Saturday, 15 December 2018 | News today: 1

Brexit, migration loom at EU Austria summit


European leaders gathered in the Austrian city of Salzburg on Wednesday evening for an informal two-day summit. The talks are set to focus on Brexit, the final agreement on which is supposed to be laid out in October, and immigration, a major policy point for Austrian Chancellor Sebastian Kurz, whose government holds the rotating EU presidency.

Chancellor Kurz: “A hard Brexit with no deal would be difficult for Europe, but it would be terrible for the UK,” he said, adding that the onus was on the UK to compromise.

European Council President Donald Tusk: He agreed that the UK needed to reach across the aisle for compromise, saying that its Brexit planned must be “reworked”.

UK Prime Minister Theresa May: In an editorial published in several European newspapers, May wrote that it was “unacceptable” that the EU is proposing to keep Northern Ireland temporarily in its customs union as a backstop to avoid imposing a hard border between it and Ireland in the event of a no-deal Brexit.

A major summit planned in Brussels for October 18 is being treated as the last chance at a concrete deal for Brexit, which is supposed to go into effect on April 1. While the parties could theoretically ink a deal later than October (there’s already talk of an extra November meeting) it will take time to be ratified both by the EU legislature, all member state parliaments, and the UK parliament.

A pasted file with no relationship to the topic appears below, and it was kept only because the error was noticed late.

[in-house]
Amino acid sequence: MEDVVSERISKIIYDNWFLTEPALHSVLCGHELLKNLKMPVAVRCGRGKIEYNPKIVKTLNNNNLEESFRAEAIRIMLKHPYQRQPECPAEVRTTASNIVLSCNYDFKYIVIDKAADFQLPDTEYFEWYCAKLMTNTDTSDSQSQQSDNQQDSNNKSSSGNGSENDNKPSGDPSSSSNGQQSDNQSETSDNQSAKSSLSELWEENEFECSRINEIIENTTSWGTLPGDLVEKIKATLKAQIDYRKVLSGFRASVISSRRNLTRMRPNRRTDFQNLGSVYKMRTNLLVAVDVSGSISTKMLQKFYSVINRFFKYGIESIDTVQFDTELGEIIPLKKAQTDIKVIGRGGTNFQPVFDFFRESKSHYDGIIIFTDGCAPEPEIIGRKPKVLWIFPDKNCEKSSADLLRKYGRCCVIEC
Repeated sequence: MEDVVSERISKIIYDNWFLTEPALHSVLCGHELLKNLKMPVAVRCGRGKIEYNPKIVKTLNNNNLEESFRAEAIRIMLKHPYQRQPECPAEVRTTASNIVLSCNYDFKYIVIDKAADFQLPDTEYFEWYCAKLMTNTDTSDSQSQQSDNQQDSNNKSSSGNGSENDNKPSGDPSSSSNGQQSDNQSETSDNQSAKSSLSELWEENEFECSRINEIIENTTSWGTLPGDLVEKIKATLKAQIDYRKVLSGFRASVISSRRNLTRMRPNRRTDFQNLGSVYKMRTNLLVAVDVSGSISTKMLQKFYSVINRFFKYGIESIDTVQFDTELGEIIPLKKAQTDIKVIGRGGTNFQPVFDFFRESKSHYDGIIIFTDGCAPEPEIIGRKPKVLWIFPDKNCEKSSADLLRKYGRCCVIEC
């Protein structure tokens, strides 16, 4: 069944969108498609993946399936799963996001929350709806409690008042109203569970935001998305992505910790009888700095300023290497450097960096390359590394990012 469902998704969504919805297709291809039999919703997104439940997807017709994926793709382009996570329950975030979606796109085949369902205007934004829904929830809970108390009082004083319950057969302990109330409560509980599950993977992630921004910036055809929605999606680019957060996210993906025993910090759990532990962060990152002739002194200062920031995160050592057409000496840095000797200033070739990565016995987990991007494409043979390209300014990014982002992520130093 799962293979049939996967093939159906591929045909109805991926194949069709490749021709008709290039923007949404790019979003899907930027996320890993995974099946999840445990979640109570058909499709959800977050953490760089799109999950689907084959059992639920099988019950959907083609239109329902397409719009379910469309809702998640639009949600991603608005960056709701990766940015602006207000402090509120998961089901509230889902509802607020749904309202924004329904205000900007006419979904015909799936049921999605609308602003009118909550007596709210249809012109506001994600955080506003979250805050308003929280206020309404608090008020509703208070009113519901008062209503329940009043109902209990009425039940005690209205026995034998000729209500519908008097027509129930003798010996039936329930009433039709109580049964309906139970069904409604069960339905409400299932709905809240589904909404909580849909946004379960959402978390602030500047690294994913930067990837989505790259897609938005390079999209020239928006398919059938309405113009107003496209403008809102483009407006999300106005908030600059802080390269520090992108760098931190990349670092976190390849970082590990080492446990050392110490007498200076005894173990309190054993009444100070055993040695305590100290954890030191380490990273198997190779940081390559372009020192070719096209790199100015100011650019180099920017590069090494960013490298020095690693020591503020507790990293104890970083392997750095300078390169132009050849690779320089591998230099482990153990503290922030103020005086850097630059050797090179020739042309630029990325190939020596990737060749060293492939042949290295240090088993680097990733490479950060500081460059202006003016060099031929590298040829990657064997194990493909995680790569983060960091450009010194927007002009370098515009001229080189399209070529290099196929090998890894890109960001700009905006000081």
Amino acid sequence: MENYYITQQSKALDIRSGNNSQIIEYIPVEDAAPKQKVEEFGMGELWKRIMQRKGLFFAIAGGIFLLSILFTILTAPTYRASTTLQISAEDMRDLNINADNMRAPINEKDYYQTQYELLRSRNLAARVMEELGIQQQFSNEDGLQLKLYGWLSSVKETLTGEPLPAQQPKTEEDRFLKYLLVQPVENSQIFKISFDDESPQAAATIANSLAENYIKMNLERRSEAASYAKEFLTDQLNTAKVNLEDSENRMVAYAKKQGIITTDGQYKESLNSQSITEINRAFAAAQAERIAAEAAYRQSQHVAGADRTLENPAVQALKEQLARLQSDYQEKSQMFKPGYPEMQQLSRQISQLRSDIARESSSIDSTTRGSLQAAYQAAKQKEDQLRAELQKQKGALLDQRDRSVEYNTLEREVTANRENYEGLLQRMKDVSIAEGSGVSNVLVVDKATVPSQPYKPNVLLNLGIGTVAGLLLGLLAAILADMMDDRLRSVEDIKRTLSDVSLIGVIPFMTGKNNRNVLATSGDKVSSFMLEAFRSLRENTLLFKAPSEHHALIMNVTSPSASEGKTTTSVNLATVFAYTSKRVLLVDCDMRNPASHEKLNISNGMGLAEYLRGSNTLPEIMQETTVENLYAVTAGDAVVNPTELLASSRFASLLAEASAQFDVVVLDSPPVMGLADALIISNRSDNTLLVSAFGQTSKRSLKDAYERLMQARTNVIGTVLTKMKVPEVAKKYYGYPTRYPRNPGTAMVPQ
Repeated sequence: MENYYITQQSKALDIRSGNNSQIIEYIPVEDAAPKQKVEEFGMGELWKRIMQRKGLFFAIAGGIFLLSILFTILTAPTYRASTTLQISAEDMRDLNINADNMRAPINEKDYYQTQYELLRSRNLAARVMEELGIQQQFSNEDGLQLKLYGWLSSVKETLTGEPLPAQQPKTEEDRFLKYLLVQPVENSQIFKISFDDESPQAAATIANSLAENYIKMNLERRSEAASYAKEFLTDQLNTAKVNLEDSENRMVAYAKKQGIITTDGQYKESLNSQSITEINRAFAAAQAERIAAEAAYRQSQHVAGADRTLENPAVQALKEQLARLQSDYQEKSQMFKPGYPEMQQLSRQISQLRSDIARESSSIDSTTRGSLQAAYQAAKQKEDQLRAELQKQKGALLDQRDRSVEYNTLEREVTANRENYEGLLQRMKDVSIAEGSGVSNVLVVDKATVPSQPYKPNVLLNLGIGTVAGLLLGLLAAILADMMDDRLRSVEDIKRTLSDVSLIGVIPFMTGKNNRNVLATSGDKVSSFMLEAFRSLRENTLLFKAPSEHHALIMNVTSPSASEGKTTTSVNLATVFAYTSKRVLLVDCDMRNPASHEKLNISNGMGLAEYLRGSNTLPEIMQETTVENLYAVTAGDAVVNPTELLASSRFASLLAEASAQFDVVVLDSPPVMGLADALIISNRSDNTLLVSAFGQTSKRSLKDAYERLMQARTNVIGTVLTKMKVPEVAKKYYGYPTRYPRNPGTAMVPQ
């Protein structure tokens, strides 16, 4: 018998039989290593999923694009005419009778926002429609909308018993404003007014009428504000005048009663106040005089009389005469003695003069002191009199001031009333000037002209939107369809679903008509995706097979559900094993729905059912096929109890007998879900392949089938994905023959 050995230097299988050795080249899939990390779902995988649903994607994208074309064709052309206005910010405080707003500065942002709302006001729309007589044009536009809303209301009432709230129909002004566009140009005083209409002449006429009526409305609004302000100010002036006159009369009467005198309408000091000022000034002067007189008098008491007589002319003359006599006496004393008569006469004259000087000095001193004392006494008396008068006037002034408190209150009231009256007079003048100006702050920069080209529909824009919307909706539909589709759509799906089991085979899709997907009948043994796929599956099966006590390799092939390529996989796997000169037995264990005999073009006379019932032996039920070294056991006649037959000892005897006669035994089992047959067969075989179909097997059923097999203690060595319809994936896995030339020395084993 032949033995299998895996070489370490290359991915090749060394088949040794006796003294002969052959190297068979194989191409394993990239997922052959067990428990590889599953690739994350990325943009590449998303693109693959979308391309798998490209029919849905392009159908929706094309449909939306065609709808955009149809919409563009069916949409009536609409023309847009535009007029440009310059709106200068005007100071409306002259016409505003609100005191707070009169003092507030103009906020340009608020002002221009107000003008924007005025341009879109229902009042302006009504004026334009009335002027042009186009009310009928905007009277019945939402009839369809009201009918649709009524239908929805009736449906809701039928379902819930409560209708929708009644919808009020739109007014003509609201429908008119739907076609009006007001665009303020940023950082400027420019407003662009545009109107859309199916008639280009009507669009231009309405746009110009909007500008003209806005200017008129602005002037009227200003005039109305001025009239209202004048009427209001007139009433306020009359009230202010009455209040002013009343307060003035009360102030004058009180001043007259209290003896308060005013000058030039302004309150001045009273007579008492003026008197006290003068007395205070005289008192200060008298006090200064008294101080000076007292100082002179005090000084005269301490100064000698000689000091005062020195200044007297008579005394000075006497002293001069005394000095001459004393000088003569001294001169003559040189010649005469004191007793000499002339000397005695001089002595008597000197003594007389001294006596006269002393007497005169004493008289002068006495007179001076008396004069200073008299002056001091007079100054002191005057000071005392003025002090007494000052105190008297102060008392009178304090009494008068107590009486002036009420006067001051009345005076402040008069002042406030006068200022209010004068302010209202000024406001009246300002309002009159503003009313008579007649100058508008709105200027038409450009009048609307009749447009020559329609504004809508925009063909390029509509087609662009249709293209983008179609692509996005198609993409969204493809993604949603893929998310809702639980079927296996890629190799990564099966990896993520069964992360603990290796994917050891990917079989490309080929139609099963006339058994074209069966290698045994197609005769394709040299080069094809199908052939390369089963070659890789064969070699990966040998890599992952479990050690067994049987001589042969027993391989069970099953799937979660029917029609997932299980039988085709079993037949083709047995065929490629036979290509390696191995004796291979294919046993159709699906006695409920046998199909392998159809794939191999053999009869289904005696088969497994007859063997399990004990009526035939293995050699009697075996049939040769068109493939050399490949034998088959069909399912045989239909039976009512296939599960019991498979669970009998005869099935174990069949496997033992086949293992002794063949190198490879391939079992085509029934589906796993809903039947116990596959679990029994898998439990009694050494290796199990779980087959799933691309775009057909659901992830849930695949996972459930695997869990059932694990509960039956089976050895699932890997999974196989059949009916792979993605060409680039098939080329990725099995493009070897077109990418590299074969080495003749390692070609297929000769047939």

Back in the UK on Wednesday, a junior minister in May’s government for the first time hinted that a second referendum on EU membership could be possible if the House of Commons rejects whatever deal is reached with the EU.

“They’ll end up in the situation where we could have a second referendum and we could end up not leaving the EU altogether,” junior treasury official Mel Stride told Sky News.

Upon arrival, German Chancellor Angela Merkel said that Brexit negotiations had entered their “decisive” phase, adding she was hoping for particularly close future cooperation on matters like “internal and external security.”

EU leaders are also under pressure to come up with a compromise on immigration, after a joint summit in June produced a deal that was scant on details.

While most countries agree on strengthening the border control agency Frontex, they still disagree on suggestions to redistribute refugees proportionally throughout the bloc. Countries like Poland, the Czech Republic, and Hungary do not look likely to change their hardline stance against this plan.

There are also disagreements across the bloc about which north African countries can be relied upon to set up schemes to stop migrants attempting the dangerous sea crossing to Europe, although many have praised Egypt for its efforts thus far.

Council President Donald Tusk accused member states of playing “the migration blame game” and urged them to create a bloc-wide solution to the issue.